... but I stopped. Now I'm a dad, and may blog again...

Tuesday, February 28, 2012

532: Beating a Bin with a Stick

There was a repetitive banging noise in the street outside my flat. It carried on in the background gradually drifting to the foreground of my consciousness until after about five minutes I decided to look out the window to see what in blimey was going on. A small child, about two and a half feet tall in his woolly bobble-hat, was beating on the side of a wheely bin with a stick. He seemed disinterested, as though it were a tedious but necessary task, like doing the washing up, changing a bicycle tire, or rooting around in the dirt for hidden caches of squirrel nuts. Gradually his enjoyment picked up, then cycled back down into it's a dull job, but someone's gotta do it.

Before you could say beating a bin with a stick I grabbed my favourite bin-beating stick out of the rack (the number 12a, I find it to be the most versatile), pulled on my bin-beating gloves, belt and boots, and high-tailed it out the door and down the stairs. I burst out through the front door and said that's my bin, step away. But in the time it had taken me to get together all my professional bin-beating gear and make my way down the stairs and out the door, it seems the little bin-beating junior amateur had lost interest and wandered off. No discipline, that's his problem. So I got in a good bit of bin-beating with a stick practise before retiring to my quarters. True story.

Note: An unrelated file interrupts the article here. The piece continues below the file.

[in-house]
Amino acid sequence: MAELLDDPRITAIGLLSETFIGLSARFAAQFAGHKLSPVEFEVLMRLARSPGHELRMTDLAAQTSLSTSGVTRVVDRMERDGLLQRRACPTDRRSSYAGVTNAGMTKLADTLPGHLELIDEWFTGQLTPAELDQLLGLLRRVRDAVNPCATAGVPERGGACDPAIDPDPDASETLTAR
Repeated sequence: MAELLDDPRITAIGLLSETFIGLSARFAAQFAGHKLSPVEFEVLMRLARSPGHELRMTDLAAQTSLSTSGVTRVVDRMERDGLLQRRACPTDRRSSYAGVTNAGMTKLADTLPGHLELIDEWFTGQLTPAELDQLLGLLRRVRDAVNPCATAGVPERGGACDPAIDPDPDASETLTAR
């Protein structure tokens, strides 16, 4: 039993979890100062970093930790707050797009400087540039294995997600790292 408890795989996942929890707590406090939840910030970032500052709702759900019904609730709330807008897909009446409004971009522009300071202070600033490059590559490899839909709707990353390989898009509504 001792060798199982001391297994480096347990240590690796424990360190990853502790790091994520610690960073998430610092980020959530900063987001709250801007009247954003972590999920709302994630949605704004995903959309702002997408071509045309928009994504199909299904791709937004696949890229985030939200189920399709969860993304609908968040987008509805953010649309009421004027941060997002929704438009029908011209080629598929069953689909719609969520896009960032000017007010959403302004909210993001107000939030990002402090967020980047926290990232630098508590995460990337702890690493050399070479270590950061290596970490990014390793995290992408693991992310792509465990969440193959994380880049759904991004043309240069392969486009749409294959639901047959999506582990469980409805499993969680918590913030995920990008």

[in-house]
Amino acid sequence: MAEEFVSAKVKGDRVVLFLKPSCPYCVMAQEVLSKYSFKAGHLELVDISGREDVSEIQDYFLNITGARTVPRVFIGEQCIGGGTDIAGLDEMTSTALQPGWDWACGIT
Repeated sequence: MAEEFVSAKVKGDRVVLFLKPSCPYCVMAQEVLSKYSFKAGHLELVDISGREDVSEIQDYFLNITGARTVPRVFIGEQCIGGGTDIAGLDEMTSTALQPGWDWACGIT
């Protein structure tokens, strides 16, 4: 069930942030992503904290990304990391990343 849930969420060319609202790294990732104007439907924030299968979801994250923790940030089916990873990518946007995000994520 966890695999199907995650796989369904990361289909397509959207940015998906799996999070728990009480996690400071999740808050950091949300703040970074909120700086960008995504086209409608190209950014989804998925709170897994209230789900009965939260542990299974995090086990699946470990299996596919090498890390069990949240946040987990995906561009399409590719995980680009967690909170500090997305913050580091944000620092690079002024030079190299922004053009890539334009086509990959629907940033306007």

There was a repetitive banging noise in the street outside my flat. It carried on for quite sometime before I noticed it consciously. As soon as I became aware of it I grabbed my binoculars with the creepy night vision attachment, ran to the window tripping and stumbling over all the chicken carcasses and traffic cones, and sat in my peeping seat. At first I couldn't locate the sound. I scanned the gardens, rooftops and the road, eventually settling on a scene in the branches of a tree. Two squirrels dressed in spandex fought each other in a theatrical athletic spectacle; one adopted a clear role as protagonist (or babyface) while the other was a clear antagonist (or heel). A crowd of bloodthirsty pigeons responded to the roles and bayed for the blood of the despicable heel. It was good. I'm glad I was there to witness it.

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